Pfizer asked the Food and Drug Administration on Tuesday to authorize emergency use of the experimental pill, which has been shown to significantly cut the rate of hospitalizations and deaths among people with coronavirus infections.

|
This image provided by Pfizer shows its COVID-19 pill. Drugmaker Pfizer said Tuesday, Nov. 16, 2021, it is submitting its experimental pill for U.S. authorization, setting the stage for a likely launch in coming weeks. (Pfizer via AP)

The company’s filing comes as new infections are rising once again, driven mainly by hot spots in states where colder weather is driving more Americans indoors.

|
People with mild to moderate hearing loss may soon be able to get hearing aids without a medical exam or fitting by an audiologist. (WTTW News)

Hearing aids may soon be available over the counter. Last week the FDA issued a proposal to allow hearing aids to be sold directly to consumers, without a medical exam or fitting by an audiologist.

|
This Dec. 23, 2020 file photo shows a vial of the Moderna COVID-19 vaccine in the first round of staff vaccinations at a hospital in Denver. (AP Photo/David Zalubowski, File)

Moderna hasn't yet gotten the nod to offer its vaccine to teens but is studying lower doses in younger children while it waits. Researchers tested two shots for the 6- to 11-year-olds, given a month apart, that each contained half the dose given to adults.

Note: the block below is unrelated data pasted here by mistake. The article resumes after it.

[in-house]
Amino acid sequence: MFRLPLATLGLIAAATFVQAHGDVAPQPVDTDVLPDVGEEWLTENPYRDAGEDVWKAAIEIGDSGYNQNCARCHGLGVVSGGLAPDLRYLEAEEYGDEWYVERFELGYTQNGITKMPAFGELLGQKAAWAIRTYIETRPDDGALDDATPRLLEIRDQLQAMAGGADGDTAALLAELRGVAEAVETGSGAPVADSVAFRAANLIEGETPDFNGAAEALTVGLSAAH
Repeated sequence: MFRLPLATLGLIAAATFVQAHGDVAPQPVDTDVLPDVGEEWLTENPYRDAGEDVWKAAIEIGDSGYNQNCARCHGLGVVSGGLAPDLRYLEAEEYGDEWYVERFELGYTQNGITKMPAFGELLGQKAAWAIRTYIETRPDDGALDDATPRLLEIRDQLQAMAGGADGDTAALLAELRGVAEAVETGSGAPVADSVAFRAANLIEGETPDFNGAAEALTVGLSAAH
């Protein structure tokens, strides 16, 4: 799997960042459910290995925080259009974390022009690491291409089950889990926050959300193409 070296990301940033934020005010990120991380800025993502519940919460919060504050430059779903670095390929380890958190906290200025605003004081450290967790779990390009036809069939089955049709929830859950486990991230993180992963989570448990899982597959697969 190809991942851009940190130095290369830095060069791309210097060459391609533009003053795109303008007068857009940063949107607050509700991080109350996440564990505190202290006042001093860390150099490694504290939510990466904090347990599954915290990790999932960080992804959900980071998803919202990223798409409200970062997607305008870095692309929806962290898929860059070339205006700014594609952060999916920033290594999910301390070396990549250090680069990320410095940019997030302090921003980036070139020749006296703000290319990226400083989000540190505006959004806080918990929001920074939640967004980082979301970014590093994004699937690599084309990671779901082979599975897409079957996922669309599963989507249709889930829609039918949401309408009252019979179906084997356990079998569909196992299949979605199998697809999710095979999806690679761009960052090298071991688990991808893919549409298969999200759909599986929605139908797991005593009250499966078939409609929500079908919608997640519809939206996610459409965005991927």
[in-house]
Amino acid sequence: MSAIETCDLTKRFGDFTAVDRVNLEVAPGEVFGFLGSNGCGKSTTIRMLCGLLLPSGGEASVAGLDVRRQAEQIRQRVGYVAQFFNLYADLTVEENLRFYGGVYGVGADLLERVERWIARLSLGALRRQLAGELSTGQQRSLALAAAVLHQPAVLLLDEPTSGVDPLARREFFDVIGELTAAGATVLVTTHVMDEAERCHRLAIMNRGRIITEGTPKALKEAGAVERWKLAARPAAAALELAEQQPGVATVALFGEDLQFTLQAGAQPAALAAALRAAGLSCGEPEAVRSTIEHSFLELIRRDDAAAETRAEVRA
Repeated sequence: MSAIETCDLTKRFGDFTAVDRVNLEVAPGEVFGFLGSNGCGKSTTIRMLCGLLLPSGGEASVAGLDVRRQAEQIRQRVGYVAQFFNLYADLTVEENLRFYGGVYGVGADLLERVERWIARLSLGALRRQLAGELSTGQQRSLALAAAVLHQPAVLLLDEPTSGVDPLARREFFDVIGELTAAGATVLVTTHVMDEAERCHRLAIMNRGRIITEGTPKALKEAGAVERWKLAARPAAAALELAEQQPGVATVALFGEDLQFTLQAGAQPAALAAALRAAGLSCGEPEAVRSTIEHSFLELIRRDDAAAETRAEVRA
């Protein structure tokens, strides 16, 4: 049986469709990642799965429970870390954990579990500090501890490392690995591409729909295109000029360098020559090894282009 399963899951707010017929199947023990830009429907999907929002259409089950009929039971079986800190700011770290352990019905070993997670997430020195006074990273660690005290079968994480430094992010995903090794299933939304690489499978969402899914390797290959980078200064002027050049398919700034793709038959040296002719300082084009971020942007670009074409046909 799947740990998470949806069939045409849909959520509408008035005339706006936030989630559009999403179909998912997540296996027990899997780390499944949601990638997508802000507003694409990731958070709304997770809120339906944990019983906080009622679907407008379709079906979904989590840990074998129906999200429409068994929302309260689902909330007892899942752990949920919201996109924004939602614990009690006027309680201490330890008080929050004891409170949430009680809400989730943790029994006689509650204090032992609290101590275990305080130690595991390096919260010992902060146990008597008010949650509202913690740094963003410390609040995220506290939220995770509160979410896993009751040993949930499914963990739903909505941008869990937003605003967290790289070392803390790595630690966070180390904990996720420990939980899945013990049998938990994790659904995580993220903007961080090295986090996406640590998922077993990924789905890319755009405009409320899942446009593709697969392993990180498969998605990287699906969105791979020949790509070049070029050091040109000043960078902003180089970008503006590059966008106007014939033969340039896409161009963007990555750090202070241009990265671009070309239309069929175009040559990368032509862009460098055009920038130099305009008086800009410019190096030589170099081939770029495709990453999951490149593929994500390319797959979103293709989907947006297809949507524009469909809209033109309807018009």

|
This Wednesday, March 31, 2021 file photo shows empty vials of Johnson & Johnson’s one-dose COVID-19 vaccine at a mobile vaccination site in Uniondale, N.Y. (AP Photo / Mary Altaffer)

Millions more Americans can get a COVID-19 booster and choose a different company’s vaccine for that next shot, federal health officials said Thursday.

|
(Sincerely Media / Unsplash)

More than 650 people have been infected with salmonella oranienburg nationwide, including 37 people in Illinois, according to federal health officials. 

|
In this June 6, 2021 file photo, a youth receives a Pfizer-BioNTech COVID-19 vaccine in the central Israeli city of Rishon LeZion. (AP Photo / Sebastian Scheiner)

Within hours of formal approval, which is expected after the Food and Drug Administration signs off and a Centers for Disease Control and Prevention advisory panel meets on Nov. 2-3, millions of doses will begin going out to providers across the country, along with the smaller needles needed for injecting young children.

|
This Dec. 23, 2020 file photo shows a vial of the Moderna COVID-19 vaccine in the first round of staff vaccinations at a hospital in Denver. (AP Photo/David Zalubowski, File)

But before more people roll up their sleeves, the Centers for Disease Control and Prevention will consult an expert panel later this week before finalizing official recommendations for who should get boosters and when.

|
This Dec. 23, 2020 file photo shows a vial of the Moderna COVID-19 vaccine in the first round of staff vaccinations at a hospital in Denver. (AP Photo/David Zalubowski, File)

Federal regulators are expected to authorize the mixing and matching of COVID-19 booster shots this week in an effort to provide flexibility for those seeking to maintain protection against the coronavirus.